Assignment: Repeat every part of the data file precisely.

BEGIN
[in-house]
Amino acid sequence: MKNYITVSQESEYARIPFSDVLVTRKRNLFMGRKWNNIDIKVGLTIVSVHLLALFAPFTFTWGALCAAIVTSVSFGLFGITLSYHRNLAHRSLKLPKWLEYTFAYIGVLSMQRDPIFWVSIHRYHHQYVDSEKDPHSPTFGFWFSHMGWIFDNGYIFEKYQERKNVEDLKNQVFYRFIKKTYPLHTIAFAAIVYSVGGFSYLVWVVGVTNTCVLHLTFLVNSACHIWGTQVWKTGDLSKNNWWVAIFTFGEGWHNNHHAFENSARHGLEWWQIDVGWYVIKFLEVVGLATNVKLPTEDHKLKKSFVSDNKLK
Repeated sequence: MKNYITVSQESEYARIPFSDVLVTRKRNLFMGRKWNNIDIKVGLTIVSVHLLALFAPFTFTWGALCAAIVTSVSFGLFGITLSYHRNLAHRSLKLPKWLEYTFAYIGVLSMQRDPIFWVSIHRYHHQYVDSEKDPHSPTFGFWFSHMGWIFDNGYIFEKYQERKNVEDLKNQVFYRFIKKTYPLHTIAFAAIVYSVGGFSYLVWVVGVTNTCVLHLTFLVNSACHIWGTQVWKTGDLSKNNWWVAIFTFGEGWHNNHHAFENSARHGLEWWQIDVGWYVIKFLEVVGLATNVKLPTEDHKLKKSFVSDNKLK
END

[in-house]
Amino acid sequence: MKNYITVSQESEYARIPFSDVLVTRKRNLFMGRKWNNIDIKVGLTIVSVHLLALFAPFTFTWGALCAAIVTSVSFGLFGITLSYHRNLAHRSLKLPKWLEYTFAYIGVLSMQRDPIFWVSIHRYHHQYVDSEKDPHSPTFGFWFSHMGWIFDNGYIFEKYQERKNVEDLKNQVFYRFIKKTYPLHTIAFAAIVYSVGGFSYLVWVVGVTNTCVLHLTFLVNSACHIWGTQVWKTGDLSKNNWWVAIFTFGEGWHNNHHAFENSARHGLEWWQIDVGWYVIKFLEVVGLATNVKLPTEDHKLKKSFVSDNKLK
Repeated sequence: MKNYITVSQESEYARIPFSDVLVTRKRNLFMGRKWNNIDIKVGLTIVSVHLLALFAPFTFTWGALCAAIVTSVSFGLFGITLSYHRNLAHRSLKLPKWLEYTFAYIGVLSMQRDPIFWVSIHRYHHQYVDSEKDPHSPTFGFWFSHMGWIFDNGYIFEKYQERKNVEDLKNQVFYRFIKKTYPLHTIAFAAIVYSVGGFSYLVWVVGVTNTCVLHLTFLVNSACHIWGTQVWKTGDLSKNNWWVAIFTFGEGWHNNHHAFENSARHGLEWWQIDVGWYVIKFLEVVGLATNVKLPTEDHKLKKSFVSDNKLK